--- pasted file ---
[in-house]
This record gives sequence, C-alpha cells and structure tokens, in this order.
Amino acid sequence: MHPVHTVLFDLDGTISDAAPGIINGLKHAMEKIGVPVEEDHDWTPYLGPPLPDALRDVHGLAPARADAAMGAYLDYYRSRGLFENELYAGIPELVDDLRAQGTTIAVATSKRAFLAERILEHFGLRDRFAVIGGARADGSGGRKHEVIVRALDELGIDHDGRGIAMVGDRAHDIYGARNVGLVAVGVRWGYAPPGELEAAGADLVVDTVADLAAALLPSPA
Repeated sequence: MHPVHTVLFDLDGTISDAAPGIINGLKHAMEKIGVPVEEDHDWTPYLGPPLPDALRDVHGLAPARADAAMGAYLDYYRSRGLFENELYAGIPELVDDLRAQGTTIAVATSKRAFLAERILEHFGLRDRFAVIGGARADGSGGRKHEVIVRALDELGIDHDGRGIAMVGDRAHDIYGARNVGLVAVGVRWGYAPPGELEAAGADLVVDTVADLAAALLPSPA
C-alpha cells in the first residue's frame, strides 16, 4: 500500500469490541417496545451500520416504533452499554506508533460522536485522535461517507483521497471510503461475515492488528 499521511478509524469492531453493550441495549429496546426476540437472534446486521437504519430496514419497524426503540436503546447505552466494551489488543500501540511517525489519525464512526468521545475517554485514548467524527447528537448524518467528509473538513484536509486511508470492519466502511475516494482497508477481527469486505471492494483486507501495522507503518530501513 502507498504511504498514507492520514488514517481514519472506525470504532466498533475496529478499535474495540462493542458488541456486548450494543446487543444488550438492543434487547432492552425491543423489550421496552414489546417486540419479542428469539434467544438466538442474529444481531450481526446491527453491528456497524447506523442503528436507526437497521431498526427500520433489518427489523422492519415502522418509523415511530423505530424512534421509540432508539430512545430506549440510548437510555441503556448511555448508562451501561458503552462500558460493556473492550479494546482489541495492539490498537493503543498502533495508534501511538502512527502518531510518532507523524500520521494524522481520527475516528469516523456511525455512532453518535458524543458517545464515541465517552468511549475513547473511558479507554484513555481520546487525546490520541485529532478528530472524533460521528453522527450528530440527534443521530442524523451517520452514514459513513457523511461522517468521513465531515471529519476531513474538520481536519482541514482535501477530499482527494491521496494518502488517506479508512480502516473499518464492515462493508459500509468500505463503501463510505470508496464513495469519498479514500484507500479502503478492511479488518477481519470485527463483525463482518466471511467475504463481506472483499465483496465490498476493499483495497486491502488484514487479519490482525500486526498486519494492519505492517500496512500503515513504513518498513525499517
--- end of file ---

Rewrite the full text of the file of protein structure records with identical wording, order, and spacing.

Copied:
[in-house]
This record gives sequence, C-alpha cells and structure tokens, in this order.
Amino acid sequence: MHPVHTVLFDLDGTISDAAPGIINGLKHAMEKIGVPVEEDHDWTPYLGPPLPDALRDVHGLAPARADAAMGAYLDYYRSRGLFENELYAGIPELVDDLRAQGTTIAVATSKRAFLAERILEHFGLRDRFAVIGGARADGSGGRKHEVIVRALDELGIDHDGRGIAMVGDRAHDIYGARNVGLVAVGVRWGYAPPGELEAAGADLVVDTVADLAAALLPSPA
Repeated sequence: MHPVHTVLFDLDGTISDAAPGIINGLKHAMEKIGVPVEEDHDWTPYLGPPLPDALRDVHGLAPARADAAMGAYLDYYRSRGLFENELYAGIPELVDDLRAQGTTIAVATSKRAFLAERILEHFGLRDRFAVIGGARADGSGGRKHEVIVRALDELGIDHDGRGIAMVGDRAHDIYGARNVGLVAVGVRWGYAPPGELEAAGADLVVDTVADLAAALLPSPA
C-alpha cells in the first residue's frame, strides 16, 4: 500500500469490541417496545451500520416504533452499554506508533460522536485522535461517507483521497471510503461475515492488528 499521511478509524469492531453493550441495549429496546426476540437472534446486521437504519430496514419497524426503540436503546447505552466494551489488543500501540511517525489519525464512526468521545475517554485514548467524527447528537448524518467528509473538513484536509486511508470492519466502511475516494482497508477481527469486505471492494483486507501495522507503518530501513 502507498504511504498514507492520514488514517481514519472506525470504532466498533475496529478499535474495540462493542458488541456486548450494543446487543444488550438492543434487547432492552425491543423489550421496552414489546417486540419479542428469539434467544438466538442474529444481531450481526446491527453491528456497524447506523442503528436507526437497521431498526427500520433489518427489523422492519415502522418509523415511530423505530424512534421509540432508539430512545430506549440510548437510555441503556448511555448508562451501561458503552462500558460493556473492550479494546482489541495492539490498537493503543498502533495508534501511538502512527502518531510518532507523524500520521494524522481520527475516528469516523456511525455512532453518535458524543458517545464515541465517552468511549475513547473511558479507554484513555481520546487525546490520541485529532478528530472524533460521528453522527450528530440527534443521530442524523451517520452514514459513513457523511461522517468521513465531515471529519476531513474538520481536519482541514482535501477530499482527494491521496494518502488517506479508512480502516473499518464492515462493508459500509468500505463503501463510505470508496464513495469519498479514500484507500479502503478492511479488518477481519470485527463483525463482518466471511467475504463481506472483499465483496465490498476493499483495497486491502488484514487479519490482525500486526498486519494492519505492517500496512500503515513504513518498513525499517